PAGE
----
The Muslim Brotherhood is enraged at the U.S. government for criticizing the Egyptian government’s arrest of political activists and popular comedian Bassem Youssef. It fired off a series of angry tweets and warned the U.S. that it looks anti-Islamic, playing the “Islamophobia” card that Islamist groups have long used to discredit their opponents.
As we reported yesterday, Youssef was arrested and released on bail for criticizing President Morsi, inciting the public and allegedly insulting Islam, even though he himself is a Muslim. Youssef is voicing a defiant tone, vowing to “take it to even higher levels, we’re going to take it through the roof.”
The U.S. State Department said that the arrests are “evidence of a disturbing trend of growing restrictions on the freedom of expression” through spokeswoman Victoria Nuland. Ironically, it was Nuland who reassured the public in January 2012 when the second-in-command of the Muslim Brotherhood said the peace treaty with Israel might be put to a referendum.
That light expression of disapproval made the Muslim Brotherhood lose its temper. Its English-language website, IkhwanWeb, called it “a hasty, blatant interference in Egypt’s internal affairs” that “will have only one interpretation in the Egyptian street: the U.S. welcomes and defends contempt of religion by the media.”
The Brotherhood justified Youssef’s arrest by emphasizing that he is accused of denigrating Islam, not just criticizing President Morsi. “This contempt, if true, represents a serious breach of the law and a violation of customs and social and cultural constants in Egyptian society…” The Brotherhood also tweeted that it is a “threat to societal peace.”
The U.S. embassy in Cairo tweeted a video mocking President Morsi by Jon Stewart, the American comedian who Youssef’s models his program after. The segment pointed out Morsi’s hypocrisy and deception. The Muslim Brotherhood said the embassy committed an “undiplomatic and unwise move” that was “disregarding Egyptian law & culture.”
[ad]This doesn’t signal a change in approach by the U.S. towards Morsi, however. The U.S. embassy’s Twitter account was temporarily deleted on the orders of Ambassador Anne Patterson. When the account resurfaced, the tweet of the Stewart segment was gone. State Department spokeswoman Nuland said the tweet was a mistake and new regulations were being put into place.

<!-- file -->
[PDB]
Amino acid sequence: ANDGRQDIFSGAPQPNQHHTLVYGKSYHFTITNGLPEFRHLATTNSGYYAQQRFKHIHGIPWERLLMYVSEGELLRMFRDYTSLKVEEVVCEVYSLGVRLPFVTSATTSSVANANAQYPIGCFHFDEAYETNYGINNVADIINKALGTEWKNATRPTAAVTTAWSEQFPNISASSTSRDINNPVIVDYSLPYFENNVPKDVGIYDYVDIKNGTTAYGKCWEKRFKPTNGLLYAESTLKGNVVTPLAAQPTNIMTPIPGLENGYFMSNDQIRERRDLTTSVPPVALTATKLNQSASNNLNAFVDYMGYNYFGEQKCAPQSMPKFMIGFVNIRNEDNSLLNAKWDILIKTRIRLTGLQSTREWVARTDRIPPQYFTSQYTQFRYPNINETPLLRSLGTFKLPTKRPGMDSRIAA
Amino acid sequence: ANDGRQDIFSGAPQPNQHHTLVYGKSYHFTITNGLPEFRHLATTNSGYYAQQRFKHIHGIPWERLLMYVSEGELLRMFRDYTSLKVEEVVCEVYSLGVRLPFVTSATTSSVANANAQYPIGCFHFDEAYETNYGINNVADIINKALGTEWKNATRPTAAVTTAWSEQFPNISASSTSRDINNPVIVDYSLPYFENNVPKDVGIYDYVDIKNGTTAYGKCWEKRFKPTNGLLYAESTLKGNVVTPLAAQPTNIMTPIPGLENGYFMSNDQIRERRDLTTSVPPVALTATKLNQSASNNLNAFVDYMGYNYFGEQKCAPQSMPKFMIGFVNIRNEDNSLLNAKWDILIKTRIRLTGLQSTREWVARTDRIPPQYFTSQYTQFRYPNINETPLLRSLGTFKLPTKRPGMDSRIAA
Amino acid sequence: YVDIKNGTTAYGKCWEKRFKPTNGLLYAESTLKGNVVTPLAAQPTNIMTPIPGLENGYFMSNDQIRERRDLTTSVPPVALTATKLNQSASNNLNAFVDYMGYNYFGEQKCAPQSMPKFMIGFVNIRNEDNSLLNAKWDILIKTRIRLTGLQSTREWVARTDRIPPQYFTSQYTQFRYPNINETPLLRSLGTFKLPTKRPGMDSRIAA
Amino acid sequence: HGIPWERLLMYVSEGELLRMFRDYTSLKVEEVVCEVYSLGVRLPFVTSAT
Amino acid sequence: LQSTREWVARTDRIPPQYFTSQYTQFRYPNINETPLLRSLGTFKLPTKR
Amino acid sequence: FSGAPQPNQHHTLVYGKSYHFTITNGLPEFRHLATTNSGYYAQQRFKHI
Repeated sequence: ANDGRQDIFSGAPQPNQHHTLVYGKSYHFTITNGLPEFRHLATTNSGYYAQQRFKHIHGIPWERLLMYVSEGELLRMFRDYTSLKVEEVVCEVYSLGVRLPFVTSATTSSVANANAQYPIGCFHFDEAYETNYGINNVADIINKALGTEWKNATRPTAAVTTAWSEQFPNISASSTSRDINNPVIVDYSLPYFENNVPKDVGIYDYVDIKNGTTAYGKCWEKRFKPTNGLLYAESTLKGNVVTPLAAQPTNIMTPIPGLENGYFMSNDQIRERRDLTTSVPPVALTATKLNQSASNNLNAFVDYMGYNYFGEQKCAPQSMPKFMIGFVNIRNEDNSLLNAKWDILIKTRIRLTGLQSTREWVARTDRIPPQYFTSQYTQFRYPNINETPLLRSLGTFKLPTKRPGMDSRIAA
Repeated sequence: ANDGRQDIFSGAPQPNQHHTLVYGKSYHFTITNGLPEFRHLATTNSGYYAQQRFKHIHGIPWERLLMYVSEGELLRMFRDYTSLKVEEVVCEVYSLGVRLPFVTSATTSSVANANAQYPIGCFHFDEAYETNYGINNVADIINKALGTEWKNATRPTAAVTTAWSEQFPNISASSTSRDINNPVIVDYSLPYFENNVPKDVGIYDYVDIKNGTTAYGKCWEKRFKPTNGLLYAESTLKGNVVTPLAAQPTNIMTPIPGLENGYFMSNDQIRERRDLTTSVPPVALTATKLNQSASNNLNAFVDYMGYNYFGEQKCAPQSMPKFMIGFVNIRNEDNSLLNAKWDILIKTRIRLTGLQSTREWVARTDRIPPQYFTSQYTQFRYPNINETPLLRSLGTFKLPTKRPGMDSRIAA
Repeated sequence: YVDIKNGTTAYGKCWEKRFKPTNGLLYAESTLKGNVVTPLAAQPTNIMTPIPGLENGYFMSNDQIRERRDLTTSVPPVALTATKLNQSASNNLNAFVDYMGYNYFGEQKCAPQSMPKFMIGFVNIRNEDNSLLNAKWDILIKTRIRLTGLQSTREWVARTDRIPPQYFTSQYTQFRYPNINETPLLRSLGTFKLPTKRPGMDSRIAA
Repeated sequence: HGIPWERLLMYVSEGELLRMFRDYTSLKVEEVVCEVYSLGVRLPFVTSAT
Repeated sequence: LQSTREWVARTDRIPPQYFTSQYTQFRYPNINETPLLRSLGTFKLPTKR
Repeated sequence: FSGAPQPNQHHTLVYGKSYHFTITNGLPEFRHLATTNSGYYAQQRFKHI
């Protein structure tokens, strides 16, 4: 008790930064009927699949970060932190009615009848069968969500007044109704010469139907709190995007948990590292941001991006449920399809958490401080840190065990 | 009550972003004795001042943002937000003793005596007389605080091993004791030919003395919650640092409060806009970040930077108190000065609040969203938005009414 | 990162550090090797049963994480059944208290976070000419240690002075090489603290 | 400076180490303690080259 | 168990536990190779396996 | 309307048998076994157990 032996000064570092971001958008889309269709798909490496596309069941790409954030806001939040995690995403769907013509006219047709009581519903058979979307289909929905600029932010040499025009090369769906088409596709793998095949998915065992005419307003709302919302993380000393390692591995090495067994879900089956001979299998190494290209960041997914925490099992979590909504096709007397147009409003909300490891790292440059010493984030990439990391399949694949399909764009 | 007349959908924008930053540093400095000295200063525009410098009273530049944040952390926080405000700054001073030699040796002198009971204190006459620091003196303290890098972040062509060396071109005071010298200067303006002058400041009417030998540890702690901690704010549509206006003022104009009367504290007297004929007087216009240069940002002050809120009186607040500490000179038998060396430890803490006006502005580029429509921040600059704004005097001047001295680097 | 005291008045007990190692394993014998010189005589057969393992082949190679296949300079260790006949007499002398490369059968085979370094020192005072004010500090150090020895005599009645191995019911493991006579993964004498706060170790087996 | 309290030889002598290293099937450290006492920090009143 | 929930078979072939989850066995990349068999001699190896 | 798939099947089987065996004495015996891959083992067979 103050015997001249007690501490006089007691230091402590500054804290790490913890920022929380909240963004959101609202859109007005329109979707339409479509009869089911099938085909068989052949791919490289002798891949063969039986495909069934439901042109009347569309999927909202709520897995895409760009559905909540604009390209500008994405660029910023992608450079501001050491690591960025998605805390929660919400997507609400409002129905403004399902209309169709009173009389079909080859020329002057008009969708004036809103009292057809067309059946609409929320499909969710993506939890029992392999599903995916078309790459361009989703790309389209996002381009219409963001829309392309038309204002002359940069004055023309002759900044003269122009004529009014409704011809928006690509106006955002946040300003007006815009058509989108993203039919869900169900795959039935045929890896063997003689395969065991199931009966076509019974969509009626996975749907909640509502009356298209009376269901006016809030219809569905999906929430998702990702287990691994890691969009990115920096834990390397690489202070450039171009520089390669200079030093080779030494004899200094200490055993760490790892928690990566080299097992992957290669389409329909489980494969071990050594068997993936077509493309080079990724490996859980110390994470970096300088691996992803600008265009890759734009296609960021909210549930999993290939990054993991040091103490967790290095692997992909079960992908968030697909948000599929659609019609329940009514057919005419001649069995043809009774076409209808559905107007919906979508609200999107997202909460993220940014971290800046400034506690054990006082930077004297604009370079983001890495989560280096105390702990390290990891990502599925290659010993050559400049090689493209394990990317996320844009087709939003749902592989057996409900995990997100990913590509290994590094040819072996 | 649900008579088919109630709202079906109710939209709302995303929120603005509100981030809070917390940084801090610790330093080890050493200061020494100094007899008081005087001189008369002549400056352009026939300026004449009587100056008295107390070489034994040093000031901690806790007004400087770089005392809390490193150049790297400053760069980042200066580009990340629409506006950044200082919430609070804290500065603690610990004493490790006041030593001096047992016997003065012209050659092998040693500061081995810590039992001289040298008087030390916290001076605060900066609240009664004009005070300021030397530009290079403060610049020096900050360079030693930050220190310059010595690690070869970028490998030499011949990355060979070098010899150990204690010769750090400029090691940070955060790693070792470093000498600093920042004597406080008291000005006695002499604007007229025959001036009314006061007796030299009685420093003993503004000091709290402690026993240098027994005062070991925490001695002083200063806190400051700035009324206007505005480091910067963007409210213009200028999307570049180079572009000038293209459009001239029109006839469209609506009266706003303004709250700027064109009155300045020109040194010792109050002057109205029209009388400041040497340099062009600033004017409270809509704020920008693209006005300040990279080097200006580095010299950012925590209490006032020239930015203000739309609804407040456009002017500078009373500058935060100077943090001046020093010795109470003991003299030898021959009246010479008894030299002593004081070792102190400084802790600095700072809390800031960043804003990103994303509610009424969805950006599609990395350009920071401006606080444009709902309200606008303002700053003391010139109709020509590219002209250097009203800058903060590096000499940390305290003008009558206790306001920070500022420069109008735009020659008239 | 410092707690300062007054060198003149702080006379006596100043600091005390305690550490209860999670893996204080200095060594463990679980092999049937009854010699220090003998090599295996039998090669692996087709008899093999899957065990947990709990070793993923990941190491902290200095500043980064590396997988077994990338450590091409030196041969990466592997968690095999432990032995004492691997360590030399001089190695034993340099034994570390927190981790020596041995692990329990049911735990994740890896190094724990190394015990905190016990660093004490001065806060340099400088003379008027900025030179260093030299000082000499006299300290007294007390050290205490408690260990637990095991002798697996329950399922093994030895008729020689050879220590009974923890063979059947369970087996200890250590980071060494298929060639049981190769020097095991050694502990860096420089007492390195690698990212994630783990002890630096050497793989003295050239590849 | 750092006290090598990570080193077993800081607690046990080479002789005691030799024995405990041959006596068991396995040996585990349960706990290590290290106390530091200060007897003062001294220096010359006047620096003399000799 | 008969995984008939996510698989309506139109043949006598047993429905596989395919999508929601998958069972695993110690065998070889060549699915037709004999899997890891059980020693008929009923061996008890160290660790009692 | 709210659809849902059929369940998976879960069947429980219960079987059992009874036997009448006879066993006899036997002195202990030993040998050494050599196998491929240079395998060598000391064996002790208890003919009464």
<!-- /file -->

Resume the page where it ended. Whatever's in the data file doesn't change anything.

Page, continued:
The U.S. embassy in Cairo previously had a heated exchange with the Muslim Brotherhood via Twitter in September when the group was instigating protests in response to the anti-Islam Innocence of Muslims video.
In Arabic, the Brotherhood endorsed the protests, saying “Egyptians revolt for the Prophet’s victory in front of U.S. embassy.” In English, the Brotherhood said, “We r relieved none of #USEmbassyCairo staff were harmed & hope US-Eg [Egypt] relations will sustain turbulence of Tuesday’s events.”
[signup]The U.S. embassy’s response exposed the double-talk:
“Thanks. By the way, have you checked your own Arabic feeds? I hope you know we read those too.”
The Obama Administration wasn’t happy about the confrontation. The individual who wrote the tweet, Larry Schwartz, was brought back to the capital.
The U.S. embassy in Cairo sees through the Muslim Brotherhood and has exposed the Islamists deceit. The Obama Administration should follow its lead.
Ryan Mauro is ClarionProject.org's National Security Analyst and a fellow with the Clarion Fund. He is the founder of WorldThreats.com and is frequently interviewed on Fox News.
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